Tag Archives: McCall’s 3415

Sometimes you just have to walk away.

Hmm

McCall's 3415

I have a feeling this dress is going to spend a little while in the Magic Closet.* You know when you reach that point when you’ve unpicked a seam so many times the whole thing just starts to look mashed and no matter how well you re-stitch it it’s still going to be a bit wonky? Yeah. I’m there.

That being said, I think once I’ve had a little bit of space I’ll quite like this dress. We just need a bit of time.

Front view

So, after all y’all’s** sage advice last week, I put on my big girl panties and unpicked the skirt (yes, removing zipper in the process), and made Alterations.

Specifically, I lopped 15 cm (about 6″) off the top, re-cutting using the top of the pattern but blending out to a wider width quite quickly (maybe a little too quickly…). In my paranoia over having enough ease I actually made the skirt a bit wider even at the top, electing to ease that in.

Side view

This fabric doesn’t ease so well, did I mention? Well, I mean, it does—there’s no pleats in the seam—but it sure shows the puckers. Not even going to go into how many times it took me to get the zipper straight and smooth and matching up, either. On the up side, I did get it smooth and relatively straight (and relatively invisible!) eventually, so I shan’t whine too much. And I did a slightly better job stitching on the bodice lining on the inside this time, although with all the grading and clipping and fraying from being unpicked so many times it still doesn’t look peachy. But I think I have the theory down, anyway.

Back view

There are still some issues with how the back hangs—I think somewhere in my alterations the grain got a bit skewed—but at least it’s not straining over my hips and making my belly look like a stuffed sausage anymore. (It actually looks way better in this pic than when I’m just standing straight.  I miss the pockets, though. I wonder how much more work it would be to put them back in, now there’s enough ease for them… (walk away, Tanit, walk away…)

Hem facing

Having removed six inches in length, I didn’t really want to lose much more in the hem, so I put back the hem lace I’d been planning to use and dug out a package of teal hem-tape from one of my thrift-store scores that’s probably been in its package since about the time this pattern was new. I actually really like using a bias facing in curved hems like this. It works a bit better if you “circle” it first—iron it while stretching it into a curve.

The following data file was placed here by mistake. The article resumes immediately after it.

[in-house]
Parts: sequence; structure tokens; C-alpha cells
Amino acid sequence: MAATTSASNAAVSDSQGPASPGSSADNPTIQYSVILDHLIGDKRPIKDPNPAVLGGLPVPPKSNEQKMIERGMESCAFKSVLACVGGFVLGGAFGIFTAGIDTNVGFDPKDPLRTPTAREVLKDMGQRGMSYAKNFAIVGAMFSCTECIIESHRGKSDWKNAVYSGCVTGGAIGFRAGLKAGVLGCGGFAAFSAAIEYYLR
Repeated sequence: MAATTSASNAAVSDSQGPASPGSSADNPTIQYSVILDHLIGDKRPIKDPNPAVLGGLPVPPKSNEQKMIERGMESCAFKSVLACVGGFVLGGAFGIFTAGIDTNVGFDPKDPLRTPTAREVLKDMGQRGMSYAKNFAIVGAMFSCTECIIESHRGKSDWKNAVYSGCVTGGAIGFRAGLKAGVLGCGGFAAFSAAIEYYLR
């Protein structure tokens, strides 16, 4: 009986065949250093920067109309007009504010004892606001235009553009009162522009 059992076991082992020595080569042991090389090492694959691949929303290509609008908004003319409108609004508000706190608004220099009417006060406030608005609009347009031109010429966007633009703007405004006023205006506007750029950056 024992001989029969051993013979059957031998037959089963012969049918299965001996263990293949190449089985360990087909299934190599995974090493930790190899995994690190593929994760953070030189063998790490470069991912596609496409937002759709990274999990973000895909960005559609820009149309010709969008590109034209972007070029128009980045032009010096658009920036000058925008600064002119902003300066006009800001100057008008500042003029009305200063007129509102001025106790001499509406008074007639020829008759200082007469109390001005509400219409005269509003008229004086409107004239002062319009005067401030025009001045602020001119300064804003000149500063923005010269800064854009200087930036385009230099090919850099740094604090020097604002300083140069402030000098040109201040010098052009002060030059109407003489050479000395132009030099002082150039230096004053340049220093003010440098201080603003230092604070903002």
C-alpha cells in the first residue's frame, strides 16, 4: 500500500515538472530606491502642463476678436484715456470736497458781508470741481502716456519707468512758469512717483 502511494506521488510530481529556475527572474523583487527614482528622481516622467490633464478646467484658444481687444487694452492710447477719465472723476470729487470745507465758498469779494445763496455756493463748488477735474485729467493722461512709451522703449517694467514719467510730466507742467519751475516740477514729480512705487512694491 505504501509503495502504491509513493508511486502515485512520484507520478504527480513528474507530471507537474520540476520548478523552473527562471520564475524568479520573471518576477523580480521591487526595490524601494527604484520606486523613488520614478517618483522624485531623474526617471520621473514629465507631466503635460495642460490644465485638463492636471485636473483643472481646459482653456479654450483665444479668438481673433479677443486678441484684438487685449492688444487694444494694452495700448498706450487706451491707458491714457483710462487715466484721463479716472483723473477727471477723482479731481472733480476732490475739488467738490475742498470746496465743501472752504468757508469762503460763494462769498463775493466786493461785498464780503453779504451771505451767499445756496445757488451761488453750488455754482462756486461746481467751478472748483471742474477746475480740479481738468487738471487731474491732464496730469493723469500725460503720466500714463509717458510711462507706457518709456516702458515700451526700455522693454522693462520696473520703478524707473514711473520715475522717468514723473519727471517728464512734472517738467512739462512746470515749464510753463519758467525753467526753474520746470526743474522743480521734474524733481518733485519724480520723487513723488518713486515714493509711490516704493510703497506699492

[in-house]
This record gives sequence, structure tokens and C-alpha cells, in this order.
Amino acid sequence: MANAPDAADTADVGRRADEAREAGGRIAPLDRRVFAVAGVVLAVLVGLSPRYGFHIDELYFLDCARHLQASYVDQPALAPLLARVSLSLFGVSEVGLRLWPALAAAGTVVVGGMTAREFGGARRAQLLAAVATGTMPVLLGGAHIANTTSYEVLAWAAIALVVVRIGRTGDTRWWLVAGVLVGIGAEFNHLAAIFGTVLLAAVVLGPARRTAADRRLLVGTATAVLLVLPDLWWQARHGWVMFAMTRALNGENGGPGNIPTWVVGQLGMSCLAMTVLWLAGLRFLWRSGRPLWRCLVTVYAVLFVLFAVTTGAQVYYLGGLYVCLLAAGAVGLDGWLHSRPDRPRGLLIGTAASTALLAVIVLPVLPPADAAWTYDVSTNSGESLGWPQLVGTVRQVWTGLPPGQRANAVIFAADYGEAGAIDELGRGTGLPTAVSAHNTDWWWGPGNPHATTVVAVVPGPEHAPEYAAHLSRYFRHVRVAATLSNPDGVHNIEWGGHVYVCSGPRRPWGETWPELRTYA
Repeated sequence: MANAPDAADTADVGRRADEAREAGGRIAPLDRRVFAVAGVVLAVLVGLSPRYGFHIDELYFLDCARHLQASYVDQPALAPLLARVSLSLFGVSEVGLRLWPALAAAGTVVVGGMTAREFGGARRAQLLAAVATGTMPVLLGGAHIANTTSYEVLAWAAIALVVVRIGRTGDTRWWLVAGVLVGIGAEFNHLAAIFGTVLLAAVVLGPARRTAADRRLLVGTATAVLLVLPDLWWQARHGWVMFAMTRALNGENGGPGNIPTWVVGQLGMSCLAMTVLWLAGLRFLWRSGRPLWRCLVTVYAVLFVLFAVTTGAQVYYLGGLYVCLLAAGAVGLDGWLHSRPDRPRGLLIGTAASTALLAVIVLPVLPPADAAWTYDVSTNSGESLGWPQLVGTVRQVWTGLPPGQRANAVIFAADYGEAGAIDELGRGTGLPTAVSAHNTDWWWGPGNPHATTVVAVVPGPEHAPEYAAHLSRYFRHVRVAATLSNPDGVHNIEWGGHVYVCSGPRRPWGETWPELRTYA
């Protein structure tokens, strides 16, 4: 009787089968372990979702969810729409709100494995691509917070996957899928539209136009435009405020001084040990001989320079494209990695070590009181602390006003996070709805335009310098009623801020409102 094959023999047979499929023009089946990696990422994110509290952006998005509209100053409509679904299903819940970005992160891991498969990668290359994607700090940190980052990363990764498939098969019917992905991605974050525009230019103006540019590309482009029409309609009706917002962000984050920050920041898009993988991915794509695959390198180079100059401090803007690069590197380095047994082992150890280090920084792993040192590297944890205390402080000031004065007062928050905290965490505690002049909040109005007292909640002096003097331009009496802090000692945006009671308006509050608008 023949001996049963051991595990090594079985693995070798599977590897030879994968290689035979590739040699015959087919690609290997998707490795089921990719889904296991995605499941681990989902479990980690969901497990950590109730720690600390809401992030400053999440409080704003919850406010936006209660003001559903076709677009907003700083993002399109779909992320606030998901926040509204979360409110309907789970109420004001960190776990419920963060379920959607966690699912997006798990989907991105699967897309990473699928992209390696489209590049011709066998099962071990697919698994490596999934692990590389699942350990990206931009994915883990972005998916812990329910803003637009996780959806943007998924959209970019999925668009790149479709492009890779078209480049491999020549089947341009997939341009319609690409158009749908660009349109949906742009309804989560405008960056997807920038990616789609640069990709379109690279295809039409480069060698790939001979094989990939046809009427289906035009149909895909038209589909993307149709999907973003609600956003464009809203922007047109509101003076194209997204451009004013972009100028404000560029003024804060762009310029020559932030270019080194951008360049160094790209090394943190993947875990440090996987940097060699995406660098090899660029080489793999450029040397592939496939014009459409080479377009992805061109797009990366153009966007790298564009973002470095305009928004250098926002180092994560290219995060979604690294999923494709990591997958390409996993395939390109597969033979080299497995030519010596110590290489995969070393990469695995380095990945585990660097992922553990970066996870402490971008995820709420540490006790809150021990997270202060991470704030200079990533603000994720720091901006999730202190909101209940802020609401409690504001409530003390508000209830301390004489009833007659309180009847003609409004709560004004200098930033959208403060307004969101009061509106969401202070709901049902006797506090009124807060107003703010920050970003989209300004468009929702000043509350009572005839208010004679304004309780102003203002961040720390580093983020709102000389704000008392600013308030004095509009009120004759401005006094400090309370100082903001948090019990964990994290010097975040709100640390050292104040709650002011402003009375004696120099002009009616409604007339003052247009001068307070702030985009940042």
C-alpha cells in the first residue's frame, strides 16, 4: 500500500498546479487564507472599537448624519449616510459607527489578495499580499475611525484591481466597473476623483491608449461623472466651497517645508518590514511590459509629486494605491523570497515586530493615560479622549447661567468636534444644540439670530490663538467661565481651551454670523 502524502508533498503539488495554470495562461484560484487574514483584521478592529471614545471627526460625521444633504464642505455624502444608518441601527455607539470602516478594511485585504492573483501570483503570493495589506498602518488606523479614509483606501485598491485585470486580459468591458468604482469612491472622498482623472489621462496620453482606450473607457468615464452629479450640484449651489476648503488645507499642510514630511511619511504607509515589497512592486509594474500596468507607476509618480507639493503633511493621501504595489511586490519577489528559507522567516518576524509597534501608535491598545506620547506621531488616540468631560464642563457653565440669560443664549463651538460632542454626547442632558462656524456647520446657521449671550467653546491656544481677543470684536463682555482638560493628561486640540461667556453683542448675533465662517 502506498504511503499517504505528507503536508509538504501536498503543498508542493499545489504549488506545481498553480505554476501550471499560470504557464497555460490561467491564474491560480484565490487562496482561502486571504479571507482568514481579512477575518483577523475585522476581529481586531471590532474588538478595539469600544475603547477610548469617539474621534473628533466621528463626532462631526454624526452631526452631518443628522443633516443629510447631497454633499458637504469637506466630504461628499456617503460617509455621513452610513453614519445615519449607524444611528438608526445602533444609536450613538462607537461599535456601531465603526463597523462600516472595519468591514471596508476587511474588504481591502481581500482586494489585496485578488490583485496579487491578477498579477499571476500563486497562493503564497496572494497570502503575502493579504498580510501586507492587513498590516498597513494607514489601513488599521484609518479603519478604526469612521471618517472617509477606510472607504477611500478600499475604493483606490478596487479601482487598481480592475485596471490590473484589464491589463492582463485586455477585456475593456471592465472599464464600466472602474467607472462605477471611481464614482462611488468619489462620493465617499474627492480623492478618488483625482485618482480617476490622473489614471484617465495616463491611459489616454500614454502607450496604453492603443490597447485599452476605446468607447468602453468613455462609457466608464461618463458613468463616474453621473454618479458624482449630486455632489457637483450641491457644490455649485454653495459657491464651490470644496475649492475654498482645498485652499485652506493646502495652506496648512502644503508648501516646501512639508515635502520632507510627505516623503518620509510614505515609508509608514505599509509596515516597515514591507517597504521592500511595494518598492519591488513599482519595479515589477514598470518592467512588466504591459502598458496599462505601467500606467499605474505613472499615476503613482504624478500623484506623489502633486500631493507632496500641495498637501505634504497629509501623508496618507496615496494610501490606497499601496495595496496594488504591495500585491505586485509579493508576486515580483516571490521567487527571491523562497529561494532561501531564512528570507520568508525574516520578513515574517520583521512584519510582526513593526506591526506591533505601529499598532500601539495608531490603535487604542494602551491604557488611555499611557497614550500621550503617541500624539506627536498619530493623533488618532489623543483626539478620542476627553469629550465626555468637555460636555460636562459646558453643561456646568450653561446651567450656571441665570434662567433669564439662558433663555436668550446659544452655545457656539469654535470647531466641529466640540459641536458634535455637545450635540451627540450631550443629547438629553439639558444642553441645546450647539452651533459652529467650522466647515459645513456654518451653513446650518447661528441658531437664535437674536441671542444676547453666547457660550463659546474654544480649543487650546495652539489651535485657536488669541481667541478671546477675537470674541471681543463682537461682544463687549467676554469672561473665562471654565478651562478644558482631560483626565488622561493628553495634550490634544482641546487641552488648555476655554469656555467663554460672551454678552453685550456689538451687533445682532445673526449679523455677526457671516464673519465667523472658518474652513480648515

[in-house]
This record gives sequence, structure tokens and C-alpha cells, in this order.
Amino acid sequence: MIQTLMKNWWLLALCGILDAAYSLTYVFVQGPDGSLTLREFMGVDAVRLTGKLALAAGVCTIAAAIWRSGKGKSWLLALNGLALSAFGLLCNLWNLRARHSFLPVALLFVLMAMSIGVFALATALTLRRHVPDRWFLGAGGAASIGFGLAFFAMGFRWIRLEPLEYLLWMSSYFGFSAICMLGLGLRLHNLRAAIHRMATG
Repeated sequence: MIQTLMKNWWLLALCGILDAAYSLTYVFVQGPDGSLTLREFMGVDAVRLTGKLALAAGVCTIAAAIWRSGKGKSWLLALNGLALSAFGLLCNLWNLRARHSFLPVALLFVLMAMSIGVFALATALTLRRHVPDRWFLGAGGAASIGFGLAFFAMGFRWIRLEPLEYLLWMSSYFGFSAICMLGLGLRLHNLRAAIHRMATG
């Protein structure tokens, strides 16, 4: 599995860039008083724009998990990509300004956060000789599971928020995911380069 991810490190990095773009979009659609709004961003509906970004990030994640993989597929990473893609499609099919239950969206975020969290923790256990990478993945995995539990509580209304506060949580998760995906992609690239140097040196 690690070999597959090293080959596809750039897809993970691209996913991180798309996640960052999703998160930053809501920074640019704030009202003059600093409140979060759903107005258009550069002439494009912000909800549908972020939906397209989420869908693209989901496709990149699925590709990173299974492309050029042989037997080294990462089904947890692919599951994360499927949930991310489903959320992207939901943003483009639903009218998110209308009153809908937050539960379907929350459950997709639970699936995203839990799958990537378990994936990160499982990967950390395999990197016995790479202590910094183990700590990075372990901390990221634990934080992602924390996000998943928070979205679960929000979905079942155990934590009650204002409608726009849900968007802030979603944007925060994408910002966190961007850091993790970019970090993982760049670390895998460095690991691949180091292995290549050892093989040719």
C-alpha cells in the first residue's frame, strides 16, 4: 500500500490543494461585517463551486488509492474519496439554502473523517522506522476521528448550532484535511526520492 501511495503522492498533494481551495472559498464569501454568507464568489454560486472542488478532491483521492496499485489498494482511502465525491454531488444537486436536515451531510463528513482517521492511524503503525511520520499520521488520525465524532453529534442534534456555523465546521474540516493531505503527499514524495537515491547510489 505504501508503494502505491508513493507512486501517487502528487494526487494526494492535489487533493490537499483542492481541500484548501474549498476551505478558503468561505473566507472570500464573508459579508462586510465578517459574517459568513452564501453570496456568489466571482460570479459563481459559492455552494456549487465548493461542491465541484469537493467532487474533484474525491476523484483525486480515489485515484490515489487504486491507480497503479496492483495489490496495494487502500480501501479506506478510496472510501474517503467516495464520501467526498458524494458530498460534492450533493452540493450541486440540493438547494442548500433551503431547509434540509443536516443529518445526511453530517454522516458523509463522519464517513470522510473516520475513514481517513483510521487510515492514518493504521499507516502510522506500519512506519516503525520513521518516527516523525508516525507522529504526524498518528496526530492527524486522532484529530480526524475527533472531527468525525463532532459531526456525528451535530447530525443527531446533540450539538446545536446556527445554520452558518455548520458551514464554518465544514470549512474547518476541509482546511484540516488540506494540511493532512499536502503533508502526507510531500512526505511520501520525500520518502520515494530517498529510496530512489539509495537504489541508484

Hem facing

Plus after thirty-odd years in the package it really needed to be ironed. Fortunately the skirt is quite narrow, as it was only a 1.85m package, and I had to discard about eight inches at one end where the tape that held the end in place all those years had turned yellow and marked up the fabric. I had just enough. The hem facing is a fair bit darker than the rest of the dress, but I think it’s a fun flash of colour. And it gives me the feel of a full, yummy 2.5″ hem without losing more than about 2 cm in length.

Having said all that, I have to admit something.

Halter styles are something I have a problem with. Meaning, I like them. I love the exposed back, I love how they look on other people and on pattern illustrations. But somehow when I see them on myself, I always feel line-backer-ish. Like they just emphasize the breadth of my shoulders. I keep making them because I really like the idea. And I keep thinking that next time, it’ll look “right.” There probably should be a name for this kind of stylistic insanity. On the other hand, I am actually liking the photos a lot better than I like the reflection in the mirror, so perhaps its one of those things where my brain exaggerates what I’m seeing beyond all reason.

Anyway, I’m hoping that some time in the Magic Closet will help me forget about most of my issues with the dress. Although the halter one’s probably there to stay. Next up: jackets in summertime. Unless the Lonsdale pattern arrives, anyway ;).

*You know. Where self-made pieces go to wait out the period while you forget all the stupid mistakes and messes you made.

**I don’t actually talk like this, but it sure is fun to write sometimes. Also my town is infected with cowboys at the moment, so it would be surprising if I didn’t have at least a few symptoms.

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McCall’s 3415: Pride, fall, yadda, yadda

McCall's 3415

I am feeling summery-dressy.  What better way to move on to my next sundress triumph than to finally get around to the lovely McCall’s 3415? I love this pattern so much—the sleek line, empire waist, CF seam. The high, round-neck version is my favourite. And I just happened to have this fabric perfectly matching view C on the pattern envelope. I pulled out the pieces, did some quick tracing, pin-fitting, and even made up the bodice-lining as a kind of muslin to check the fit. Everything looked good.